The sweet simplicity of the holiday season that I experienced here in 2007, in a Oaxaca that had not yet fully recovered from the 2006 war between URO and APPO (Asamblea Popular de los Pueblos de Oaxaca), has been replaced by an extravaganza that incorporates all the lovely traditions, but spiffs them up into something equivalent to a Mexican version of Mardi Gras and New Year’s Eve in Times Square combined. It looks as though the local economy has rebounded, and the tourists are lovin’ it.
Still, it’s hard not to notice the Triquis’ plantón in the middle of Calle Flores Magon, just around the corner from the Palacio de Gobierno, where they had set up a protest encampment two months ago to demand that the government provide them with protection from the paramilitary groups that are preventing them from returning to their community of San Juan Copala. Instead, in the early morning hours of the 23rd the Governor’s orders that the Triquis be expelled from the Palacio were carried out. (My guess is that Gabino Cue thought that those arriving for Noche de Rabanos would be turned off by the sight of the protesting Triquis and would prefer, instead, to see the Palacio de Gobierno barricaded and guarded by a line of gun-toting State Preventive Police.) During the expulsion, Valentina Merino, eight months pregnant, experienced “jaloneos, golpes y empujones” (jerking, hitting, and pushing) and, as a result, went into labour. In the bitter cold of a Oaxacan winter night, with the help of a midwife, Valentina gave birth to baby Jesús. At first he seemed well, but four days later he developed problems and was taken to hospital, where he died.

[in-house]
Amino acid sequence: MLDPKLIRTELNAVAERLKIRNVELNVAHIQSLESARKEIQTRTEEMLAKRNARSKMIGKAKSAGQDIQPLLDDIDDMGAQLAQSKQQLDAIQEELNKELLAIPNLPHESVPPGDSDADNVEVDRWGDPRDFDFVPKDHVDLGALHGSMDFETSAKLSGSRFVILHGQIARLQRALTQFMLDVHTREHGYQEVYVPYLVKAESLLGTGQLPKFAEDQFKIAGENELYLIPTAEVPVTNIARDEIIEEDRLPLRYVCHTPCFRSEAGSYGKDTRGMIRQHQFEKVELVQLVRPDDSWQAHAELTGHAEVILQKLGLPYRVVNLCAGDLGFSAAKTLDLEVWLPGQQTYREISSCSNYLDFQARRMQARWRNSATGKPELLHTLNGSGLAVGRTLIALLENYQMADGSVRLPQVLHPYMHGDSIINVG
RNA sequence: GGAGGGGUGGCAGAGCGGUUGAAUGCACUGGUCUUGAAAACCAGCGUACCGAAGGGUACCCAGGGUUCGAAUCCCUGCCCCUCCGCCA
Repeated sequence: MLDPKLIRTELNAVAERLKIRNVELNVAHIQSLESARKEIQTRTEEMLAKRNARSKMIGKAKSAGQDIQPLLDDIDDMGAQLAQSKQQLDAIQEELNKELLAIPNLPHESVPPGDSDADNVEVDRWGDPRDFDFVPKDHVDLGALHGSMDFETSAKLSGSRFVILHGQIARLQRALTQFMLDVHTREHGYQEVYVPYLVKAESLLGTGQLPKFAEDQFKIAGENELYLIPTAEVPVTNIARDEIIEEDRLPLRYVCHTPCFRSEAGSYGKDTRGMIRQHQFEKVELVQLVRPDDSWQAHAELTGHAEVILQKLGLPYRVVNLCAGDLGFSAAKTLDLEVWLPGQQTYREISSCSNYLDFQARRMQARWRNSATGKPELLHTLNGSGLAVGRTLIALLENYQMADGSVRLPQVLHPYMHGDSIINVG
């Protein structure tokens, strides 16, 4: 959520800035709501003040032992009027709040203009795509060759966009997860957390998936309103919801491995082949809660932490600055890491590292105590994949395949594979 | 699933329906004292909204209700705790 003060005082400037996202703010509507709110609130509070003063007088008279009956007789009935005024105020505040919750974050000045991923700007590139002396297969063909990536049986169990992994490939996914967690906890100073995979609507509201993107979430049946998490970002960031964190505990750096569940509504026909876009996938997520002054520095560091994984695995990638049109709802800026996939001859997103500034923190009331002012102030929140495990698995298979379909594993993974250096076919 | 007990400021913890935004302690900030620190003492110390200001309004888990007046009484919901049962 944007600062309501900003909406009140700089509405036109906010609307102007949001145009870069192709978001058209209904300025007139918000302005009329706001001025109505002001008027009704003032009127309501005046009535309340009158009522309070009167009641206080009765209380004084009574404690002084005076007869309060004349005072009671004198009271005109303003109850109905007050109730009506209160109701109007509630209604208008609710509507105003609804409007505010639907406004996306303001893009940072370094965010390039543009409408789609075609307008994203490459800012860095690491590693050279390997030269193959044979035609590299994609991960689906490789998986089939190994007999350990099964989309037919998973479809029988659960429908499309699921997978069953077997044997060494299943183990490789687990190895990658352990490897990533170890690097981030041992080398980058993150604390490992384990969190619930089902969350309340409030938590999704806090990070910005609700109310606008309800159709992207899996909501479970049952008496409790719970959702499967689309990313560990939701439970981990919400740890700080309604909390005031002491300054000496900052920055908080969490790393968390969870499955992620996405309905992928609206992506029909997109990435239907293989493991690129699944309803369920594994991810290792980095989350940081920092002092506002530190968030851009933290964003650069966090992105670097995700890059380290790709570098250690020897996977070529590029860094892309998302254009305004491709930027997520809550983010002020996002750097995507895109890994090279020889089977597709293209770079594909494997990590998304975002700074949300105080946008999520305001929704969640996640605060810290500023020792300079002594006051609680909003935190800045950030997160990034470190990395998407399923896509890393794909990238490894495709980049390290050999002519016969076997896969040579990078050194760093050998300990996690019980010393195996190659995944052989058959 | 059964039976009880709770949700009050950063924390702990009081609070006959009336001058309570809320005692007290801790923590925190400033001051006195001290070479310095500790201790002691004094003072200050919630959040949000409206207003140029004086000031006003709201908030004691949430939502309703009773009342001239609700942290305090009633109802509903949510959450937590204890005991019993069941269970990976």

I will be bringing them some supplies today, and more tomorrow. I'll find out if they have a PayPal account or some way to receive cash donations, and will report back here. If you're from a rich country, remember that a little goes a long way in Mexico. Let's work to make 2013 a better year for all of us.